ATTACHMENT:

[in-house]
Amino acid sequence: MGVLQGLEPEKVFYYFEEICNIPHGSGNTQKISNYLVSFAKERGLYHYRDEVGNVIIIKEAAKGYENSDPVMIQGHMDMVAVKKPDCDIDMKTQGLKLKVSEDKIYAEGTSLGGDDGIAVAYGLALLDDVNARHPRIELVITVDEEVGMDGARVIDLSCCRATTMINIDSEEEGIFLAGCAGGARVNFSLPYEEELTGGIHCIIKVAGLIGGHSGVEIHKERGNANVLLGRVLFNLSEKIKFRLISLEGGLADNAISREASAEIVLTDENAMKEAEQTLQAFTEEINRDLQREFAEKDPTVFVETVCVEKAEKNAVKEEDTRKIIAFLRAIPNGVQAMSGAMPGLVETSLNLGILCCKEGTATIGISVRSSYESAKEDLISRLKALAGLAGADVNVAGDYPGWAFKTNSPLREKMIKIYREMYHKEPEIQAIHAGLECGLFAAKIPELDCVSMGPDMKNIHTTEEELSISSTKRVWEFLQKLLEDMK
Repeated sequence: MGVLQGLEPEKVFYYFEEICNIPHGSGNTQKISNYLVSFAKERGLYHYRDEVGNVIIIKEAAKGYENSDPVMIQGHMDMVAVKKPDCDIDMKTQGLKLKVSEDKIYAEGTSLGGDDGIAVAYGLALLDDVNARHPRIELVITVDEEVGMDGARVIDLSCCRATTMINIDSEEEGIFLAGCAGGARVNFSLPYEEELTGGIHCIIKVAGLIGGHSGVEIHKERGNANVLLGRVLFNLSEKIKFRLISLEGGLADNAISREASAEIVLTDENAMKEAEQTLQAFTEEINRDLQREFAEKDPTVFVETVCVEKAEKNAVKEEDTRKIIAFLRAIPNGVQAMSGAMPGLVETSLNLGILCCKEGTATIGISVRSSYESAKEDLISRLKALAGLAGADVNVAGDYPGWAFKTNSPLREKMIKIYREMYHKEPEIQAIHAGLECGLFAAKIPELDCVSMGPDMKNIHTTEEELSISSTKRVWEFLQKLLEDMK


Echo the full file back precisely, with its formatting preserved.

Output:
[in-house]
Amino acid sequence: MGVLQGLEPEKVFYYFEEICNIPHGSGNTQKISNYLVSFAKERGLYHYRDEVGNVIIIKEAAKGYENSDPVMIQGHMDMVAVKKPDCDIDMKTQGLKLKVSEDKIYAEGTSLGGDDGIAVAYGLALLDDVNARHPRIELVITVDEEVGMDGARVIDLSCCRATTMINIDSEEEGIFLAGCAGGARVNFSLPYEEELTGGIHCIIKVAGLIGGHSGVEIHKERGNANVLLGRVLFNLSEKIKFRLISLEGGLADNAISREASAEIVLTDENAMKEAEQTLQAFTEEINRDLQREFAEKDPTVFVETVCVEKAEKNAVKEEDTRKIIAFLRAIPNGVQAMSGAMPGLVETSLNLGILCCKEGTATIGISVRSSYESAKEDLISRLKALAGLAGADVNVAGDYPGWAFKTNSPLREKMIKIYREMYHKEPEIQAIHAGLECGLFAAKIPELDCVSMGPDMKNIHTTEEELSISSTKRVWEFLQKLLEDMK
Repeated sequence: MGVLQGLEPEKVFYYFEEICNIPHGSGNTQKISNYLVSFAKERGLYHYRDEVGNVIIIKEAAKGYENSDPVMIQGHMDMVAVKKPDCDIDMKTQGLKLKVSEDKIYAEGTSLGGDDGIAVAYGLALLDDVNARHPRIELVITVDEEVGMDGARVIDLSCCRATTMINIDSEEEGIFLAGCAGGARVNFSLPYEEELTGGIHCIIKVAGLIGGHSGVEIHKERGNANVLLGRVLFNLSEKIKFRLISLEGGLADNAISREASAEIVLTDENAMKEAEQTLQAFTEEINRDLQREFAEKDPTVFVETVCVEKAEKNAVKEEDTRKIIAFLRAIPNGVQAMSGAMPGLVETSLNLGILCCKEGTATIGISVRSSYESAKEDLISRLKALAGLAGADVNVAGDYPGWAFKTNSPLREKMIKIYREMYHKEPEIQAIHAGLECGLFAAKIPELDCVSMGPDMKNIHTTEEELSISSTKRVWEFLQKLLEDMK